posted by amyms at 6:59 PM on November 1, 2007 [1 favorite]

Well, you go where the candy is. When I was a kid, the people in the nicer neighborhoods let you reach into a candy bucket and take as much as your greedy little hands could hold. The one year I stayed in my own neighborhood, I came home with a dozen or so fun-size Snickers.
posted by aiko at 6:59 PM on November 1, 2007

Definitely - when I was young in New Haven, I'd travel up the hill to go trick or treating at an apartment complex where friends lived. Here in Oakland, seems like Piedmont is the place to go, and loads of parents take their children up there.
posted by migurski at 7:08 PM on November 1, 2007

We have tons of kids coming to our neighborhood from surrounding apartments, many of which are Section 8. I honestly don't have a problem with that.
posted by beezy at 7:09 PM on November 1, 2007

I live in a large condo complex and while there are resident kids, I've never, ever gotten any trick-or-treaters in all the time I've lived here.

My city downtown has an organized trick-or-treat/party event for kids, and my local mall lets kids go trick-or-treating from the merchants there. Between these two events, I surmise that many of my local kids don't go from house to house anymore.

My parents live in a very nice upper-middle-class suburb and they do get trick-or-treaters, thankfully without parents following them around in cars. (Incidentally, my mom noted that all the parents accompanying the kids were dads.)
posted by Rosie M. Banks at 7:14 PM on November 1, 2007

Once we wised up as kids, we always got our parents to drop us off across town. Our neighborhood: long driveways, no sidewalks, lots of dark houses where they'd given up on trick-or-treaters. Fun neighborhood: lots of nice middle-class houses, close together, sidewalks and streetlights. Safer, more fun, and more candy because of the density.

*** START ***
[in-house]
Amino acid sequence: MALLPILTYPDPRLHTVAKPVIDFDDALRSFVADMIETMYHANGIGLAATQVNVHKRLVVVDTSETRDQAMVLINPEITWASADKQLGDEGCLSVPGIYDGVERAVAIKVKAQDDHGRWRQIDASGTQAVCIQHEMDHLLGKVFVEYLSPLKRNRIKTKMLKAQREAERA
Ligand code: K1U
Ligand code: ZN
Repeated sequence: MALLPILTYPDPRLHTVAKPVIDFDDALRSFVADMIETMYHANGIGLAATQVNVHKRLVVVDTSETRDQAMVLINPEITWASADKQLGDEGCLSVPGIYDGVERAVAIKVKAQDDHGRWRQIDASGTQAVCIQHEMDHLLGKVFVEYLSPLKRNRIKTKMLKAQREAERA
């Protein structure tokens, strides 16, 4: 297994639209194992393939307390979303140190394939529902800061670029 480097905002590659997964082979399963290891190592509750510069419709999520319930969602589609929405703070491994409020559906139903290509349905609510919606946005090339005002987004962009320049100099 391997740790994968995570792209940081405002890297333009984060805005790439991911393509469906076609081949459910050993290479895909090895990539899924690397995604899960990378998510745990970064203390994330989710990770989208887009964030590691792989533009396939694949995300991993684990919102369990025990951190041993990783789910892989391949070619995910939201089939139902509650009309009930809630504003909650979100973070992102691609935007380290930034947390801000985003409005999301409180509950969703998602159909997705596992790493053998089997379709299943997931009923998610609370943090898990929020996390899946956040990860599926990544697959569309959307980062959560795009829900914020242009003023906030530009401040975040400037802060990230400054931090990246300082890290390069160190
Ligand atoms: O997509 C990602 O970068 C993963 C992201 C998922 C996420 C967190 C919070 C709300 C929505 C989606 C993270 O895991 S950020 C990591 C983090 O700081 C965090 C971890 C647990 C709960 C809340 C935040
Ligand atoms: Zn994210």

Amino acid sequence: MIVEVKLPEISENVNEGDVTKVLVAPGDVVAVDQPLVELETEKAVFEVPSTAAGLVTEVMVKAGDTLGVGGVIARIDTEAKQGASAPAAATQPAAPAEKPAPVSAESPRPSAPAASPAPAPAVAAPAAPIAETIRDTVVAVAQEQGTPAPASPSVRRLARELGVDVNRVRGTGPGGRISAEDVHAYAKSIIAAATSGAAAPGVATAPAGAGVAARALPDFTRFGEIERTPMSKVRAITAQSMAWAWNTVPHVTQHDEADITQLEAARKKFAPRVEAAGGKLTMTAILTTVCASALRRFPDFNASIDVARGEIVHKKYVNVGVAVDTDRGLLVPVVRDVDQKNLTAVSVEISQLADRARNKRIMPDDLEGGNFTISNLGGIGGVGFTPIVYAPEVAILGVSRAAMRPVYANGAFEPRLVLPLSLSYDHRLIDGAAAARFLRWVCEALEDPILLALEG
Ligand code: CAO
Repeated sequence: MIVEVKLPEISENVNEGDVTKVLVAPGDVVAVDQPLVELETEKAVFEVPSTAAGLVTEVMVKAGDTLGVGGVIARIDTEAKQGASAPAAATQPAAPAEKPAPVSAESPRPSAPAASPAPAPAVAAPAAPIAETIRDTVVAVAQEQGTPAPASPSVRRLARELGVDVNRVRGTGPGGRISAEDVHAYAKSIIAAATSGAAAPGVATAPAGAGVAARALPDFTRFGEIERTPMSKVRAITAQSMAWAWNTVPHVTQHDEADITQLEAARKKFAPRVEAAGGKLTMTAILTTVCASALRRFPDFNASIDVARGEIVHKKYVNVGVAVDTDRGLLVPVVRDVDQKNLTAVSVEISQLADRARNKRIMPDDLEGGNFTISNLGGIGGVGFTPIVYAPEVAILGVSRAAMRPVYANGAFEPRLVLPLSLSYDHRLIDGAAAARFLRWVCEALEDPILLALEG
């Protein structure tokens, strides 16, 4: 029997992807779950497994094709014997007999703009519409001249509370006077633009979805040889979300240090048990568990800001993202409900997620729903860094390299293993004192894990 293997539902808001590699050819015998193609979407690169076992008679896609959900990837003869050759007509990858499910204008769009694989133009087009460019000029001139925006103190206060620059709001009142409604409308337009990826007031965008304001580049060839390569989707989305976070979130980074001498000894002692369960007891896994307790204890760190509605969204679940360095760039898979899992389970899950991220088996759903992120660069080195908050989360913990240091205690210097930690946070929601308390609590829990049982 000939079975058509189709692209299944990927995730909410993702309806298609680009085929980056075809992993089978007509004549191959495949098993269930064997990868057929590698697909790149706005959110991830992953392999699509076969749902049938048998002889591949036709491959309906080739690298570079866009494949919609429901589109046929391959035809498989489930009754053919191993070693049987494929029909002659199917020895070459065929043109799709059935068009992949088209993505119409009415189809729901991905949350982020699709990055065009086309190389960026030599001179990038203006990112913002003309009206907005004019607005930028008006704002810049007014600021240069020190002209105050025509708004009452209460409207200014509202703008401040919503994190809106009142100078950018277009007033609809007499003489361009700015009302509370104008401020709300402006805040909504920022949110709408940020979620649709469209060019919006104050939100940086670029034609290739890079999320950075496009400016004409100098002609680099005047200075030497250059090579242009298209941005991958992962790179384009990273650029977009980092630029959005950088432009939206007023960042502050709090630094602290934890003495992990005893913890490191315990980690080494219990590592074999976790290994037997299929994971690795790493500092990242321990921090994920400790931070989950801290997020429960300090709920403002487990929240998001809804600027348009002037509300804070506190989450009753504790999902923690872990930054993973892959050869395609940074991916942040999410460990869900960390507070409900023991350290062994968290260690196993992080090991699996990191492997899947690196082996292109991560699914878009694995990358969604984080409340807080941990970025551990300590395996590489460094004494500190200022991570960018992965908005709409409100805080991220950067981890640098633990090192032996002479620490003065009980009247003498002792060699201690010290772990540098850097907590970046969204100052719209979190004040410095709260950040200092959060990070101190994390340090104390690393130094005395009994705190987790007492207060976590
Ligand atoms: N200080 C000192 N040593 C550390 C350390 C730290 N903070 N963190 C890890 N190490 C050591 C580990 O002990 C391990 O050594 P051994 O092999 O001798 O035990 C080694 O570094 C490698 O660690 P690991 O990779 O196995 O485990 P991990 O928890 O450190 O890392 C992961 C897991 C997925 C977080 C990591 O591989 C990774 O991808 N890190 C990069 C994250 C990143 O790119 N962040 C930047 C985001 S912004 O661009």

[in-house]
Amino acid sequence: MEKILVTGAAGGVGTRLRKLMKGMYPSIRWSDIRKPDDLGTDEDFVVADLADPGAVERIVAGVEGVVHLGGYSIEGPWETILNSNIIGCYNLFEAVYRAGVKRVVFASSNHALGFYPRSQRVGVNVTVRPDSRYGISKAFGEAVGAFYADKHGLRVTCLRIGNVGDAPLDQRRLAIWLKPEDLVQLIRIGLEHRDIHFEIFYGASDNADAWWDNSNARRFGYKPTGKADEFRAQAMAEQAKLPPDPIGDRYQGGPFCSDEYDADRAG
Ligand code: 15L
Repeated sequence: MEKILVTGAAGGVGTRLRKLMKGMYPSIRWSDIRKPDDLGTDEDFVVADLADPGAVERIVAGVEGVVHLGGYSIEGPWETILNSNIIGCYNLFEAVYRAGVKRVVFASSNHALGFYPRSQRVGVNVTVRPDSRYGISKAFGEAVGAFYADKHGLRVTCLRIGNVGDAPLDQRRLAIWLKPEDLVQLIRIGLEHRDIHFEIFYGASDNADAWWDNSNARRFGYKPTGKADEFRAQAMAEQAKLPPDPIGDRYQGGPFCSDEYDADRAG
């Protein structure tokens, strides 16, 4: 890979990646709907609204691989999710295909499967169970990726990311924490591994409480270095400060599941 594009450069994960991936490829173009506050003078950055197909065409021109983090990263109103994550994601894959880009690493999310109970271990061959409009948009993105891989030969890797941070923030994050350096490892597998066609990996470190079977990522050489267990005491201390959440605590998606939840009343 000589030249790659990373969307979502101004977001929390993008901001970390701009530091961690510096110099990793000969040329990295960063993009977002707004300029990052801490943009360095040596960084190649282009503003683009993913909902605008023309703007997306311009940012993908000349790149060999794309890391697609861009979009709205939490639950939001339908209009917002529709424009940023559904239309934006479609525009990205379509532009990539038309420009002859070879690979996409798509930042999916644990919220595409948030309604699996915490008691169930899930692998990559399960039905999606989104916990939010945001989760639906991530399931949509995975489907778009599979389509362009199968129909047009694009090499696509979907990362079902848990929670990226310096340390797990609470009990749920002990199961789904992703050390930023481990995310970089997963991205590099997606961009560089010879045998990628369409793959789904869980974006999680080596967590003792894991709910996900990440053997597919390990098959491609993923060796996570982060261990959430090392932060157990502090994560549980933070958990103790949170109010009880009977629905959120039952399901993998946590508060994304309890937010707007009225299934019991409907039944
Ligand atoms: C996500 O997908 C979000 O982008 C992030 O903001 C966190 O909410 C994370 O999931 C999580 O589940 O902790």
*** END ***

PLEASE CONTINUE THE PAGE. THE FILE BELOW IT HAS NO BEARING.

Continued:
posted by bassjump at 7:33 PM on November 1, 2007

here in the philly area there were definitely people that traveled to nicer parts of town... i don't have a problem with that at all. i do have a problem with the fact that a lot of the kids who did this didn't bother wearing a costume and then acted like they were entitled to more than one piece of candy.

im sorry, im giving you FREE CANDY, the least you could do is pretend to appreciate it. i don't need rude back talking kids in their normal clothes calling me names.

next year i think im going to offer anyone who isn't wearing a costume the chance to sing/dance for a piece of candy. and ill video tape it and put up a compilation video on youtube.
posted by hummercash at 7:40 PM on November 1, 2007 [2 favorites]

Yes. Every nice (not fancy, but clean; owner-occupied; well-lit streets; decorations on houses) neighborhood I've lived in as an adult has been a destination for kids from other parts of town (not sure if this is because those parts are poorer, or more dangerous, or have houses farther apart, or what).
posted by LobsterMitten at 7:45 PM on November 1, 2007

I live in one of those casual, middle-class neighborhoods and we get tons of trick-or-treaters. I could give out $50 worth of chocolate if I wanted to. They usually come to the door in groups of 5 or more, too. It's been this way the whole sixteen years I've lived here. It's kind of cool until we get tired of it at about 8:30. Then, we pretend to run out of candy (if we haven't for real) and turn off all the lights and doorbell but they keep coming.
posted by found dog one eye at 7:46 PM on November 1, 2007